In spite of efforts at prevention, work-related injuries sometimes happen. When one does, don't just "get back to work" – take care of it right away.
For repetitive strain injuries and other muscle or joint injuries, there are treatments available to reduce pain and swelling, and to prevent the problem from getting worse:
- Medications such as non-steroidal anti-inflammatory drugs (NSAIDs), for example naproxen or ibuprofen, are often used to help reduce pain and swelling. Muscle relaxants (methocarbamol) may also be helpful in relieving muscle stiffness.
- Applying an ice pack to the area may help reduce pain and swelling, but only temporarily. If you suffer from a repetitive strain injury, consider wearing a splint to secure your joint in a comfortable position and help reduce pain, swelling, and stiffness.
- Exercise is often recommended after the pain and swelling have been reduced. But talk to your doctor before starting any exercise program. After an injury, it is important to start exercising slowly to avoid muscle irritation and to prevent loss of movement in the joint. Your doctor can recommend a therapist who can teach you proper exercise for your condition.
Healthcare professionals specializing in rehabilitation medicine can help you recover from any work-related injury or illness:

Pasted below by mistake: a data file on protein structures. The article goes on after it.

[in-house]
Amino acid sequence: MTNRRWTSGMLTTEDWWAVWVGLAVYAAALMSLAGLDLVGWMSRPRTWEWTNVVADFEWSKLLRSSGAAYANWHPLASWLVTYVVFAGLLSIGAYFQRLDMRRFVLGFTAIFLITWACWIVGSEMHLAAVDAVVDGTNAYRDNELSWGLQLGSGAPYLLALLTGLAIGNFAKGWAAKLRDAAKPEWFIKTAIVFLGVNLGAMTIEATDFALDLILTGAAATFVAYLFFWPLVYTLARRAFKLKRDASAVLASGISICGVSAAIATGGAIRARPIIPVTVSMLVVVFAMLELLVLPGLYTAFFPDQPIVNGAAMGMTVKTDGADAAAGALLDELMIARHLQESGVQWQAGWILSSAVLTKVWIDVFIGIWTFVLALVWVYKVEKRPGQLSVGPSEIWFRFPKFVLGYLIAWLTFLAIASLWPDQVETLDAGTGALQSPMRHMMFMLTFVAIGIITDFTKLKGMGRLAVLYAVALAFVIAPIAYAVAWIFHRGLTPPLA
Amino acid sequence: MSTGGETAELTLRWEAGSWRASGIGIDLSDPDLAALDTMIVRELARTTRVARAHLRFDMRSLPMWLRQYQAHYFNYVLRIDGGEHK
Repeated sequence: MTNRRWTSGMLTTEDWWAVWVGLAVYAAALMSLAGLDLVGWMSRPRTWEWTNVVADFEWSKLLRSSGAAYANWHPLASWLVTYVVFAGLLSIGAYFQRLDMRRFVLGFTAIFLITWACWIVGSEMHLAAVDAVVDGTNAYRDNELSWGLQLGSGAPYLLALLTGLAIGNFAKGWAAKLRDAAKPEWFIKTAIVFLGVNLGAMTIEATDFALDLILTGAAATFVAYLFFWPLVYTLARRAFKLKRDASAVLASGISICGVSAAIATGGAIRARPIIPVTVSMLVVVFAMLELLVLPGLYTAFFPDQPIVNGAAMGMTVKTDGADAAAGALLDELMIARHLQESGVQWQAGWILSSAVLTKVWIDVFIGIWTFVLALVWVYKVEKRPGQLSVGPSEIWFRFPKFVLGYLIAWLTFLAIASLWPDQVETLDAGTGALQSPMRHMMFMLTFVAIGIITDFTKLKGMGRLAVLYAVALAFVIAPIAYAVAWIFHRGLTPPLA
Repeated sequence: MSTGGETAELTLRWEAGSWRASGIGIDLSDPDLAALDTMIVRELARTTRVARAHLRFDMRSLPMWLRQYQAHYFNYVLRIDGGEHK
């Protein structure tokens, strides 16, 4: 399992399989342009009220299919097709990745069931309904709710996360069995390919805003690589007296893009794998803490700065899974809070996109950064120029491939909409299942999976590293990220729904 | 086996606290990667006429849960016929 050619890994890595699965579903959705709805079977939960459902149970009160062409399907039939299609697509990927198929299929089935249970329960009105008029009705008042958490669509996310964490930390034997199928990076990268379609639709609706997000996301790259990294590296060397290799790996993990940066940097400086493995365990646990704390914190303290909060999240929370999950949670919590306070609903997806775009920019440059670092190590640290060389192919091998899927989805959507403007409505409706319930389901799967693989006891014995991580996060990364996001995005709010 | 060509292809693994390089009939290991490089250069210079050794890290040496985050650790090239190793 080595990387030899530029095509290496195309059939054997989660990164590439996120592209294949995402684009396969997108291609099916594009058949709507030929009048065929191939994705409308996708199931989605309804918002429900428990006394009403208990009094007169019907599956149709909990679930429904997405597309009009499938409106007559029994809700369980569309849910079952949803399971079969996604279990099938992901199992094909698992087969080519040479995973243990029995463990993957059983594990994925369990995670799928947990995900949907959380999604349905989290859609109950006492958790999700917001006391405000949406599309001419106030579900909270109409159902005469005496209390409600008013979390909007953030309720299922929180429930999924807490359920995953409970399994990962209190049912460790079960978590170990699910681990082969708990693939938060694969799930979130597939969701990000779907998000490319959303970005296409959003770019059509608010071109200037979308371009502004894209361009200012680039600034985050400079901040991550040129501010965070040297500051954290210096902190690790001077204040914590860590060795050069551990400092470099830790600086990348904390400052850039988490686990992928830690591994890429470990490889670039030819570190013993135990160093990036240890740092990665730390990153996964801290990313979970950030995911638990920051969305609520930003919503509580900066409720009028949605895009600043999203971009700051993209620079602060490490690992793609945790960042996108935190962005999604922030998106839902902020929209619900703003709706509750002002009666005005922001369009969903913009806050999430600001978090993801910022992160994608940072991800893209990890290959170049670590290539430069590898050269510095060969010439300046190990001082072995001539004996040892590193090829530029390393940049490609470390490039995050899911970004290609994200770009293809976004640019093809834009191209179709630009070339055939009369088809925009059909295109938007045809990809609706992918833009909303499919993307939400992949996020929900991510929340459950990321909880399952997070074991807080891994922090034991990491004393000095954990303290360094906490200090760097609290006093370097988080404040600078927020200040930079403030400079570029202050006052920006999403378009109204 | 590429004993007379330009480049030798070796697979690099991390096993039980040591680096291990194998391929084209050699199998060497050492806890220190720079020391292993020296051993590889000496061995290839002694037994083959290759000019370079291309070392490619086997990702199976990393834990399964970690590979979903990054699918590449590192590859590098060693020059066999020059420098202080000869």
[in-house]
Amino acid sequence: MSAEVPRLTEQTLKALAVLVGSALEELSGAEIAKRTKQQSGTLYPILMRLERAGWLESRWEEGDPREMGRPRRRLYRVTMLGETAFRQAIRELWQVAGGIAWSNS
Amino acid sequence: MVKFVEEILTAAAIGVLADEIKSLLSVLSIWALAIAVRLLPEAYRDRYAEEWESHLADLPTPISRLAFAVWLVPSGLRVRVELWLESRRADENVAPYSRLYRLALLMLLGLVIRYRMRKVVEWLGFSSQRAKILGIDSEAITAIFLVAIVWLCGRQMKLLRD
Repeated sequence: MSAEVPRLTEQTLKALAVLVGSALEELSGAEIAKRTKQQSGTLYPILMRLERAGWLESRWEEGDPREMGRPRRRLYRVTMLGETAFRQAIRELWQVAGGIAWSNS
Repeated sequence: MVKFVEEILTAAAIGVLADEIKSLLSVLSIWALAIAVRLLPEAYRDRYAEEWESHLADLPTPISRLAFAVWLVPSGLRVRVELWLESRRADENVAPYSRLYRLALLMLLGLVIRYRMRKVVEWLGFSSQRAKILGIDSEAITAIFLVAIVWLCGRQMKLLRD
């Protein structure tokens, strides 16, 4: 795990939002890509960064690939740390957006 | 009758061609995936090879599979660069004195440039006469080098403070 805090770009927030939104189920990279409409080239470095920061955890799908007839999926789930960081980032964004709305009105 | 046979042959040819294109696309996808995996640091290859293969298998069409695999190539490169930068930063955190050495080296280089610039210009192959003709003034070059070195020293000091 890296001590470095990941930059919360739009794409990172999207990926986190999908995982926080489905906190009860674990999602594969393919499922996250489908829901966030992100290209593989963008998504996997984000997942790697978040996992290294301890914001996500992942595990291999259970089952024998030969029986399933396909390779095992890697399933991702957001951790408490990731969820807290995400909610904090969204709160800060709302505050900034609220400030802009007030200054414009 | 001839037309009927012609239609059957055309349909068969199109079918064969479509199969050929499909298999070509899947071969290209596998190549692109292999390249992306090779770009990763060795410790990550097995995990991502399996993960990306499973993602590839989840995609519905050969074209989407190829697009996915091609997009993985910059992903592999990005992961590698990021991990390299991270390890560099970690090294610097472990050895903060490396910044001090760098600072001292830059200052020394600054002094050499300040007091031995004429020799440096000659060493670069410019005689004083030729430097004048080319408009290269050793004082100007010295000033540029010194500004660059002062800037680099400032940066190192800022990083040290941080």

- A physiotherapist can help you use your body to the best of your ability, and will design an exercise program that will keep you fit and will build up your strength for tasks specific to your job.
- An occupational therapist can work with you to ensure that you will be able to operate the equipment specific to your job after your injury.
- A vocational rehabilitation counsellor can determine what other job you can do according to skills you have, or refer you to government employment agencies that specialize in retraining and job placement, if your injury does not allow you to perform your old job.
- A psychologist can help you deal with feelings associated with your injury – it's not always easy to get back to "normal" after an injury.
While some workplace-related injuries are serious, most are not, and they don't require medical attention or being away from work for a long time. One study found that introducing return-to-work programs and promoting a prevention-focused and "people-oriented" culture are among the most important factors in helping injured workers return to work.
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